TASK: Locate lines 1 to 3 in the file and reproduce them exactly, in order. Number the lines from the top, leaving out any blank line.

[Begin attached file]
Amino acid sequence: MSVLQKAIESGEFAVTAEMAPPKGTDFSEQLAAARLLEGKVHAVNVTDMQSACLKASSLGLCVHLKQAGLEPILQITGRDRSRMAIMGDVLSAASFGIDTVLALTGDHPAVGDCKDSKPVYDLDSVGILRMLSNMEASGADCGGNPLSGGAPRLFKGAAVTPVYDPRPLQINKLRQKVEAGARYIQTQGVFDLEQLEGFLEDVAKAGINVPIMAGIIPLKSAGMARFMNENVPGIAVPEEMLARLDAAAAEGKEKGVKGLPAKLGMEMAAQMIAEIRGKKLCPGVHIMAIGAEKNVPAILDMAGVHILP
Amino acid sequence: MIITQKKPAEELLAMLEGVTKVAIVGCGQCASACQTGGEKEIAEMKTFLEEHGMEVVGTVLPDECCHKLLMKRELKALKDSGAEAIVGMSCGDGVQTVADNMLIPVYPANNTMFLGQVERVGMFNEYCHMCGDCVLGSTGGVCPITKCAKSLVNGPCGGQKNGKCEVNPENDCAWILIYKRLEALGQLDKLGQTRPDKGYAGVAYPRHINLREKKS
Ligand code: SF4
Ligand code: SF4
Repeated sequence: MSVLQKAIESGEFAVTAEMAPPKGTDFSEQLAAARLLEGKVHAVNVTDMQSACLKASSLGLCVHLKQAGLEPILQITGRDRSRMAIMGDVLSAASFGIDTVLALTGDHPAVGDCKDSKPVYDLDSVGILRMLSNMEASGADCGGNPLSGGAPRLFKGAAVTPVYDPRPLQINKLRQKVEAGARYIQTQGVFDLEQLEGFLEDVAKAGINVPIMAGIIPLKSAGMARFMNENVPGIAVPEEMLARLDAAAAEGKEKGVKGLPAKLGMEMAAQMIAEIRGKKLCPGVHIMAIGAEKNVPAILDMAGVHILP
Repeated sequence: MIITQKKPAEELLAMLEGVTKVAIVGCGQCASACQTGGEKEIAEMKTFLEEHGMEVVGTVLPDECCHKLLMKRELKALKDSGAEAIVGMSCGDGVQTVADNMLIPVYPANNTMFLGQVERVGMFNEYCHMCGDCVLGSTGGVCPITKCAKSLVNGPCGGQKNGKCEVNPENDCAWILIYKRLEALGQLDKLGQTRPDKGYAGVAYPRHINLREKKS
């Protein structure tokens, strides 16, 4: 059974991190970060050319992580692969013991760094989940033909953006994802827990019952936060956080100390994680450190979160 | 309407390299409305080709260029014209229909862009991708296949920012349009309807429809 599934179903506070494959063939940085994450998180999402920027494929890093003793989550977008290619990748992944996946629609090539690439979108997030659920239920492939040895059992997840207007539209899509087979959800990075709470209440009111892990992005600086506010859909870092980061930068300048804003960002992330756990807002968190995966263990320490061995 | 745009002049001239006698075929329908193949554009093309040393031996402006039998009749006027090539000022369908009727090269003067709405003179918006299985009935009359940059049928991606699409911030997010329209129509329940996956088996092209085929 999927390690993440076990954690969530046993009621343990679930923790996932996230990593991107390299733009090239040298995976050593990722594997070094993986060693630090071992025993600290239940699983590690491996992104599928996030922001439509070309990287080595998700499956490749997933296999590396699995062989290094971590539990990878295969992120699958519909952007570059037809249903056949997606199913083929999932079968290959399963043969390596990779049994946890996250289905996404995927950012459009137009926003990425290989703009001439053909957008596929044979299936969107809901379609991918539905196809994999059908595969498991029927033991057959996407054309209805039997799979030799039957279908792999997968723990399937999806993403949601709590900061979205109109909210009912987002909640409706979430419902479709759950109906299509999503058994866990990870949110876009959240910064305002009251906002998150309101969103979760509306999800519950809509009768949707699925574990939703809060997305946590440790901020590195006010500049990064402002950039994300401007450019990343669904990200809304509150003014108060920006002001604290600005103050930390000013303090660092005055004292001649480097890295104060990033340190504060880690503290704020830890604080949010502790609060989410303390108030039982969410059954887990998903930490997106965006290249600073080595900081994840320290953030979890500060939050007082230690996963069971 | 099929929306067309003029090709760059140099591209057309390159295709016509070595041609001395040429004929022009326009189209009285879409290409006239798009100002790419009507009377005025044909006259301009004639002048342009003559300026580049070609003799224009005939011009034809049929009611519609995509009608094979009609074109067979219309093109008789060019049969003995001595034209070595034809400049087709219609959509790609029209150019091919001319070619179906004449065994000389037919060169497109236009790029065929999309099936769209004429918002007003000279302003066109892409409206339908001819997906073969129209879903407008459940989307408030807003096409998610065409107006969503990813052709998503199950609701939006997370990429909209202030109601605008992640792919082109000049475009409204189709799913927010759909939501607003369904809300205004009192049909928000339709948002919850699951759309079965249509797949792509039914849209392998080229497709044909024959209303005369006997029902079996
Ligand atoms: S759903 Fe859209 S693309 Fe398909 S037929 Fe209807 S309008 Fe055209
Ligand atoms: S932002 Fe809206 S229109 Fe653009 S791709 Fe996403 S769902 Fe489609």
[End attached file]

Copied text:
Amino acid sequence: MSVLQKAIESGEFAVTAEMAPPKGTDFSEQLAAARLLEGKVHAVNVTDMQSACLKASSLGLCVHLKQAGLEPILQITGRDRSRMAIMGDVLSAASFGIDTVLALTGDHPAVGDCKDSKPVYDLDSVGILRMLSNMEASGADCGGNPLSGGAPRLFKGAAVTPVYDPRPLQINKLRQKVEAGARYIQTQGVFDLEQLEGFLEDVAKAGINVPIMAGIIPLKSAGMARFMNENVPGIAVPEEMLARLDAAAAEGKEKGVKGLPAKLGMEMAAQMIAEIRGKKLCPGVHIMAIGAEKNVPAILDMAGVHILP
Amino acid sequence: MIITQKKPAEELLAMLEGVTKVAIVGCGQCASACQTGGEKEIAEMKTFLEEHGMEVVGTVLPDECCHKLLMKRELKALKDSGAEAIVGMSCGDGVQTVADNMLIPVYPANNTMFLGQVERVGMFNEYCHMCGDCVLGSTGGVCPITKCAKSLVNGPCGGQKNGKCEVNPENDCAWILIYKRLEALGQLDKLGQTRPDKGYAGVAYPRHINLREKKS
Ligand code: SF4